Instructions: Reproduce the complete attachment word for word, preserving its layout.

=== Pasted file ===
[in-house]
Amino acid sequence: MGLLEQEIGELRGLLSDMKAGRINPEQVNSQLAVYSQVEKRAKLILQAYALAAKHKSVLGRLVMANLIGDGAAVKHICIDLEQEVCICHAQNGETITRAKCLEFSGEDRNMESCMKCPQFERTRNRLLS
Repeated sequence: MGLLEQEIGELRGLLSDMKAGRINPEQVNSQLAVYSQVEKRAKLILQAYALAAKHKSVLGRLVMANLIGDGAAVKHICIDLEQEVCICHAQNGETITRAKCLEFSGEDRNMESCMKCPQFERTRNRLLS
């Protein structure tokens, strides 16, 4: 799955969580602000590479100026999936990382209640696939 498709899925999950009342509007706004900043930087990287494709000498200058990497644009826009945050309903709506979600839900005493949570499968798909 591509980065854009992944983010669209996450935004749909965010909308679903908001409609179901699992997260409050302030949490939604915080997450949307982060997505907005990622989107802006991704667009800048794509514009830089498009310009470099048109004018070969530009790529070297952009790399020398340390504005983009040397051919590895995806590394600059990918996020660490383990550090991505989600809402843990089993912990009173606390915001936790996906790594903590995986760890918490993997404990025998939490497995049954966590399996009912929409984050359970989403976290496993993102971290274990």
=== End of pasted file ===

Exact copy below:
[in-house]
Amino acid sequence: MGLLEQEIGELRGLLSDMKAGRINPEQVNSQLAVYSQVEKRAKLILQAYALAAKHKSVLGRLVMANLIGDGAAVKHICIDLEQEVCICHAQNGETITRAKCLEFSGEDRNMESCMKCPQFERTRNRLLS
Repeated sequence: MGLLEQEIGELRGLLSDMKAGRINPEQVNSQLAVYSQVEKRAKLILQAYALAAKHKSVLGRLVMANLIGDGAAVKHICIDLEQEVCICHAQNGETITRAKCLEFSGEDRNMESCMKCPQFERTRNRLLS
């Protein structure tokens, strides 16, 4: 799955969580602000590479100026999936990382209640696939 498709899925999950009342509007706004900043930087990287494709000498200058990497644009826009945050309903709506979600839900005493949570499968798909 591509980065854009992944983010669209996450935004749909965010909308679903908001409609179901699992997260409050302030949490939604915080997450949307982060997505907005990622989107802006991704667009800048794509514009830089498009310009470099048109004018070969530009790529070297952009790399020398340390504005983009040397051919590895995806590394600059990918996020660490383990550090991505989600809402843990089993912990009173606390915001936790996906790594903590995986760890918490993997404990025998939490497995049954966590399996009912929409984050359970989403976290496993993102971290274990």